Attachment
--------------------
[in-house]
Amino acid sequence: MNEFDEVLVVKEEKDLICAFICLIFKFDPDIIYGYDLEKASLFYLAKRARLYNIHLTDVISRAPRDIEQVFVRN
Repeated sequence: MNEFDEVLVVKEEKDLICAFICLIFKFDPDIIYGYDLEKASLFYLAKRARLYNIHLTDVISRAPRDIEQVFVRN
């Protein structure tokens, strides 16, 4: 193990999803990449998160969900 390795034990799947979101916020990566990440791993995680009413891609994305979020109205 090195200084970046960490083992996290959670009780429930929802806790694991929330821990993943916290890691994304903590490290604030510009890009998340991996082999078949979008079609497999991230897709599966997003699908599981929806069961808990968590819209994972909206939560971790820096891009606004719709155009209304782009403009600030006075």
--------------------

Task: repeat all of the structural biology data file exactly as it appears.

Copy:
[in-house]
Amino acid sequence: MNEFDEVLVVKEEKDLICAFICLIFKFDPDIIYGYDLEKASLFYLAKRARLYNIHLTDVISRAPRDIEQVFVRN
Repeated sequence: MNEFDEVLVVKEEKDLICAFICLIFKFDPDIIYGYDLEKASLFYLAKRARLYNIHLTDVISRAPRDIEQVFVRN
């Protein structure tokens, strides 16, 4: 193990999803990449998160969900 390795034990799947979101916020990566990440791993995680009413891609994305979020109205 090195200084970046960490083992996290959670009780429930929802806790694991929330821990993943916290890691994304903590490290604030510009890009998340991996082999078949979008079609497999991230897709599966997003699908599981929806069961808990968590819209994972909206939560971790820096891009606004719709155009209304782009403009600030006075």